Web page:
When we discuss top directors or dependable directors of Bollywood, the most commonly considered names are Karan Johar, Aditya Chopra, Rajkumar Hirani, SS Rajamouli, Rohit Shetty, Imtiaz Ali, Kabir Khan, et al. If one were to look at the names, we would notice that there is no mention of any female director in the list. To this, the regular response would be that Bollywood is a very male dominated industry, our biggest names either an actor or a director, continue to be that of men.
Predominantly an industry in which a director is always considered as a megaphone-wielding man, women are now making a mark. Female filmmakers of yore like Sai Paranjype, who have made commercially viable movies like Chashme Badoor, are typecasted as ‘indie filmmakers’. Despite the critical acclaim and public adulation, women filmmakers like Mira Nair, Tanuja Chandra, Deepa Mehta, Aparna Sen, Kalpana Lajmi and et al, have been confined to the brackets of arthouse, indie or socialist cinema.
Today, however, the times they are changing, and we have female filmmakers challenging the very notion and successfully smashing it. Farah Khan is one of the most commercial and popular director of B-Town today; she boasts a fabulous track record and a history of working with A-listers and has given us one of our best actress. Though people may slam her cinema, call it commercial and brainless entertainment, we all are guilty of watching it, and enjoying it.
Today, we have so many female directors who have given us memorable movies like, Zindagi Naa Milegi Dobara by Zoya Akhtar, English Vinglish by Gauri Shinde, Talvar by Meghna Gulzar, Margarita With A Straw by Shonali Bose, and the recent release, Nil Battey Sannata by Ashwini Iyer Tiwari. Each of the mentioned directors has successfully managed to carve out their own niche, and break-free of the titles like ‘indie’ or ‘social’ filmmakers. While they continue to make real and slice-of-life cinema like Nil Battey Sannata, English Vinglish or Margarita With A Straw, we also have commercially successful cinema coming from them in the form of Zindagi Naa Milegi Dobara, Happy New Year, Talaash and Talvar.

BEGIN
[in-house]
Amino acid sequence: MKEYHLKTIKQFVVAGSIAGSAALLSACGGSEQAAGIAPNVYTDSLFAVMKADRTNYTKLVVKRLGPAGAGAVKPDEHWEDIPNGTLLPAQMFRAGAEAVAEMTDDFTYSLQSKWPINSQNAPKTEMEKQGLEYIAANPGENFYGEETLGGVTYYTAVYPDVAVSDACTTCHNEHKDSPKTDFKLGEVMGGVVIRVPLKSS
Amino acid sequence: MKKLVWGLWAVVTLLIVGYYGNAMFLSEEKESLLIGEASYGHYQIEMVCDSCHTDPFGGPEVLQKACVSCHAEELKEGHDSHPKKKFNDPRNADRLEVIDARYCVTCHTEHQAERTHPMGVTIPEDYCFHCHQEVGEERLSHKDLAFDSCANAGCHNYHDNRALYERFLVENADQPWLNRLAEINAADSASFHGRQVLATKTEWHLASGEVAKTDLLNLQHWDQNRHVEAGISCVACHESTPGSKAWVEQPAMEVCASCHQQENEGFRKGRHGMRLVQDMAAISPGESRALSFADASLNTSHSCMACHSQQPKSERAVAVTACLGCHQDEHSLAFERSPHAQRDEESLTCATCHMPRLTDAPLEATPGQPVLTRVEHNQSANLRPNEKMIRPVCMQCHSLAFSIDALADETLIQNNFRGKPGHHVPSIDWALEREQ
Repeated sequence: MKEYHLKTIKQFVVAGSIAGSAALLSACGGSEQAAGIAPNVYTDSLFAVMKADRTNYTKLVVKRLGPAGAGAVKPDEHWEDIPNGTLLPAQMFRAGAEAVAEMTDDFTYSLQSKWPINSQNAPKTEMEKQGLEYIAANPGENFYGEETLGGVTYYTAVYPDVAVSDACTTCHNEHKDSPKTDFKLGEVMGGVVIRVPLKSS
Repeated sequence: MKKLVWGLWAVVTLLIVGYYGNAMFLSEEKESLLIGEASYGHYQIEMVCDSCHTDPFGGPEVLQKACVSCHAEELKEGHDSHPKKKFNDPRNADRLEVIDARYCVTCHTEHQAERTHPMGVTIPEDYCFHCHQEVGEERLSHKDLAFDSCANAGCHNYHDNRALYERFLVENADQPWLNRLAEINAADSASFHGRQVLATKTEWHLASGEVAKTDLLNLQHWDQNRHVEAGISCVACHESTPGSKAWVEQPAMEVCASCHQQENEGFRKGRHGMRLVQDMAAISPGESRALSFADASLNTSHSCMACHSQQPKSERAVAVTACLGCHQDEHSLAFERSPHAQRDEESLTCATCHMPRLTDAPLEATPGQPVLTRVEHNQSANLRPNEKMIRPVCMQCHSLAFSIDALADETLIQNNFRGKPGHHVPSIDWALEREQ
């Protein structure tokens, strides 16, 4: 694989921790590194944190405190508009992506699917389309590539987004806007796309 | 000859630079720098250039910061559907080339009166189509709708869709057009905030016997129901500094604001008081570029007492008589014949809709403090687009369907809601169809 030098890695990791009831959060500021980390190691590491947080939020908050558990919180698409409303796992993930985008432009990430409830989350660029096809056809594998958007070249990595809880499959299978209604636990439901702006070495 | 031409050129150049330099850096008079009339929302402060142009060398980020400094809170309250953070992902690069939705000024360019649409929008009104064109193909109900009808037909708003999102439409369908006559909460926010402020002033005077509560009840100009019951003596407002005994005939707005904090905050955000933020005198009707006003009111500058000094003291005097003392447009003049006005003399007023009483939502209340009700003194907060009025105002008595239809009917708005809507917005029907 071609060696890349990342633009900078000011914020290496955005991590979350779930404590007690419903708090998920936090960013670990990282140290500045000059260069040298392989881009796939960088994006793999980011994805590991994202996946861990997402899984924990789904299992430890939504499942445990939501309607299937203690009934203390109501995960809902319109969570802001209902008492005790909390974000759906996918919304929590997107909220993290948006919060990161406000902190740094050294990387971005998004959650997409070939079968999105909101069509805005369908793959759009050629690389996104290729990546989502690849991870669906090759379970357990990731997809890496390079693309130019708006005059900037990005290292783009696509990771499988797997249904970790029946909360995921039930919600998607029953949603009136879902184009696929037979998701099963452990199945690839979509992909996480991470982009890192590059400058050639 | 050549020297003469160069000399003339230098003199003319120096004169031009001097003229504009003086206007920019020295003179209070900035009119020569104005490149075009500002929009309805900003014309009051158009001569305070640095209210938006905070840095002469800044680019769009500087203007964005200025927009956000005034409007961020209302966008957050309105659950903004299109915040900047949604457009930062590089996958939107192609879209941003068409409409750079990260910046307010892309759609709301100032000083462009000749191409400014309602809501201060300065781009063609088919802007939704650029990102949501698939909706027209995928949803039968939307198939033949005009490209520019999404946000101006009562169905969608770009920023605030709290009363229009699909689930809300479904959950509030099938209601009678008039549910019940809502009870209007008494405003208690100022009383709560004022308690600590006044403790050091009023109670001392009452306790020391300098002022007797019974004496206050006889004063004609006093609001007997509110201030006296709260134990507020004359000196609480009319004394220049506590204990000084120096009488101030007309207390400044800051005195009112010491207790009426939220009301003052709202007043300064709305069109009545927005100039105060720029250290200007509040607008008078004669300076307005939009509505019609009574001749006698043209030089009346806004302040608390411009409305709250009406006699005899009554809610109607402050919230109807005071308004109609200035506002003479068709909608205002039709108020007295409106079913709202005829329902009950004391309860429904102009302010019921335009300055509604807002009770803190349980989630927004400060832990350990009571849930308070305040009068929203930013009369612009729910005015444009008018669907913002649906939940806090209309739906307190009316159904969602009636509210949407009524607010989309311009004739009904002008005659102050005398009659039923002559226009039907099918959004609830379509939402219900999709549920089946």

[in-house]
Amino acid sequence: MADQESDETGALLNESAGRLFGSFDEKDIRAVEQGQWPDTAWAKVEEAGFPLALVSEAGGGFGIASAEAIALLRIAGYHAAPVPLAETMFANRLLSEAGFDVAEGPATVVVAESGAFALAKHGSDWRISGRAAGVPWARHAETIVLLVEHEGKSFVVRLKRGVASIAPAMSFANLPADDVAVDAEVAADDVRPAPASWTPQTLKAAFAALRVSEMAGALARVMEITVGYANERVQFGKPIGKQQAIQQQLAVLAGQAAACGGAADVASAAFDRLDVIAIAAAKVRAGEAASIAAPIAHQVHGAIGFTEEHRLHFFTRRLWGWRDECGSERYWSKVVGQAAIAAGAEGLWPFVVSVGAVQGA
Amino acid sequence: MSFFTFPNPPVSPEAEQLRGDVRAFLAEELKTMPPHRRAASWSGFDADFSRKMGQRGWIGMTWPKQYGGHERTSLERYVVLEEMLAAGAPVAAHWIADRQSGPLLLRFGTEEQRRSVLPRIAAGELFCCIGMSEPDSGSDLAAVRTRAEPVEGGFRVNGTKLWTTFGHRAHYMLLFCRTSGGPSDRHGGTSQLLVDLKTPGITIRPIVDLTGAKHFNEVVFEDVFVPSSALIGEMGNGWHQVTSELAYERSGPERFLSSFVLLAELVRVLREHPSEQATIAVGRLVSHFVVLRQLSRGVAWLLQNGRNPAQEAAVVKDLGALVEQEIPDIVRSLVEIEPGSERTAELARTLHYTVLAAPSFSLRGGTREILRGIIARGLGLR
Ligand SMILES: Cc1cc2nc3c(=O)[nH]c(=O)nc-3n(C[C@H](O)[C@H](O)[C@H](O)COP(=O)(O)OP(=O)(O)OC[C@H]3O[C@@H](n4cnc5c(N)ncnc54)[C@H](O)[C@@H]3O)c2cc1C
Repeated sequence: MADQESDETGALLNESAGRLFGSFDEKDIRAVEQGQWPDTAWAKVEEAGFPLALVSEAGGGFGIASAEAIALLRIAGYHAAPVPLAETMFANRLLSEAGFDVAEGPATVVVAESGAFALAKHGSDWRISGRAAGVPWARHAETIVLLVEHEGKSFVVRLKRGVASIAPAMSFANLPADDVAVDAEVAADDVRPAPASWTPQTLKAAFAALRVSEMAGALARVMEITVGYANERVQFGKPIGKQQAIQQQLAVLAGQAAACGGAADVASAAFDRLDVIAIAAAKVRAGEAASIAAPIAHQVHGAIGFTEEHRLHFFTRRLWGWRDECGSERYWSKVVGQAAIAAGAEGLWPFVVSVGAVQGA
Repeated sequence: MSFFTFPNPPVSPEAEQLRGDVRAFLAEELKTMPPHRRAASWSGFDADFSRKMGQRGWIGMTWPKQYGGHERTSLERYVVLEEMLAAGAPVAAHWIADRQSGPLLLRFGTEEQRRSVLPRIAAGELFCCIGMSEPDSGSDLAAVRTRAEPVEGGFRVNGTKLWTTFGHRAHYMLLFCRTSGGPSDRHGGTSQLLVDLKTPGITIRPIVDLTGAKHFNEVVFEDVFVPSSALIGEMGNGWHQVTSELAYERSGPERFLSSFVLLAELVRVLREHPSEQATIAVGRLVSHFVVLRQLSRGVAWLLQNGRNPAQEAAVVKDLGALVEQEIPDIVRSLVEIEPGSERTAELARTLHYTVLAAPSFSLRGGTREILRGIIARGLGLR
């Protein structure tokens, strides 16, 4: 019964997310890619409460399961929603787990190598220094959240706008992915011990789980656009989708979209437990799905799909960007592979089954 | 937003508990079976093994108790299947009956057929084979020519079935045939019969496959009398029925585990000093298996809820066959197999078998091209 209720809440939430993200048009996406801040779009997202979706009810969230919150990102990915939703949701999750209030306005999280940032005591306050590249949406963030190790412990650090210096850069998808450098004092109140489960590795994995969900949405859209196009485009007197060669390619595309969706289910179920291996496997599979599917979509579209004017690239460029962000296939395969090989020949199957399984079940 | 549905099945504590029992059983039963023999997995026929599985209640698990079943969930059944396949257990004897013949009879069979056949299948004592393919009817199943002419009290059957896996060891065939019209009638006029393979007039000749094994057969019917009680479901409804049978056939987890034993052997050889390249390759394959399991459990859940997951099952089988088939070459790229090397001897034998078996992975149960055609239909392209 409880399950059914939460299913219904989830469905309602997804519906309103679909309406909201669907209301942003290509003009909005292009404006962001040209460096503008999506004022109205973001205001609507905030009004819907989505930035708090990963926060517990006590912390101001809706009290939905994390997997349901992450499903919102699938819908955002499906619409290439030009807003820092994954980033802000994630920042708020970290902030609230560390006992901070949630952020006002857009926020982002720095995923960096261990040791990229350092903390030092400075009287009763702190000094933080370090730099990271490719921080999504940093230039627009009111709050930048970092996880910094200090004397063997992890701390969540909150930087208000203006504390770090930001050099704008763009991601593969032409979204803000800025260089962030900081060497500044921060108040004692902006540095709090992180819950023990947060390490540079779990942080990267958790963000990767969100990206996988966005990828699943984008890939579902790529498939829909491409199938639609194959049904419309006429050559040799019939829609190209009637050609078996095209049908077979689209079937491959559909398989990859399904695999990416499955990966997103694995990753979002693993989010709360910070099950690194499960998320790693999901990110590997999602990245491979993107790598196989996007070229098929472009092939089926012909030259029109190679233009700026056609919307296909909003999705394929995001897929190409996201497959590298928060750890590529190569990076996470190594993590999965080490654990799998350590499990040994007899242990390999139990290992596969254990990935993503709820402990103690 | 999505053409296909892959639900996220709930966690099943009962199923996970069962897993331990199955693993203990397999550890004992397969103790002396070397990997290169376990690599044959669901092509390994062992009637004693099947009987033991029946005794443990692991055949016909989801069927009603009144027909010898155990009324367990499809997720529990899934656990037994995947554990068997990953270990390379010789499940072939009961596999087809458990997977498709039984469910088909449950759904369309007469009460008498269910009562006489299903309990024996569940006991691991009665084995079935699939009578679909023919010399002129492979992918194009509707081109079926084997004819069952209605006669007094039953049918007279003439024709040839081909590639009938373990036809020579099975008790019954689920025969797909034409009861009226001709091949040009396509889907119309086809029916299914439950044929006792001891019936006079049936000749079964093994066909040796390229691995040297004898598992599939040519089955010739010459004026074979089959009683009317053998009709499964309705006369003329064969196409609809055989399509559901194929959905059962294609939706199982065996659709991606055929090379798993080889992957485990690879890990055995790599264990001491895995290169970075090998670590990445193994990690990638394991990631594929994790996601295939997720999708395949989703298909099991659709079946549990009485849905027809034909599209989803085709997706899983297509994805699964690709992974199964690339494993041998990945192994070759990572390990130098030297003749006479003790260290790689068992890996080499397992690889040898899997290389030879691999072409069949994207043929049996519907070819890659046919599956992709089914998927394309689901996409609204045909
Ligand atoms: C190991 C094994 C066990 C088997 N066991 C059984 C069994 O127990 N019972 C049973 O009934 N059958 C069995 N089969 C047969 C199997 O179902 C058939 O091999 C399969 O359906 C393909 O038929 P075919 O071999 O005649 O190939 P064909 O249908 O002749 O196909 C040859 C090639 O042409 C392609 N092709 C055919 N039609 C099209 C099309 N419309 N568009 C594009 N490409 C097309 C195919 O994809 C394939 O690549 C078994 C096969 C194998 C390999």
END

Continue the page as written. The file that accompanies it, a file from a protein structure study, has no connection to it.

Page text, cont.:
Today, the success of a film is not necessarily the responsibility of an actor, the script also plays a vital role and is instrumental in driving the film's fate. But, avid cinema-goers today have started recognizing the director too, and the gender lines are rapidly blurring. As long as a particular director's body of work appeals, the gender becomes inconsequential. The thin line of sexism in Bollywood is blurring and paving the way for a fulfilling future of female filmmakers in Bollywood.
With many women-helmed all set to release in the coming future, the times are indeed looking good!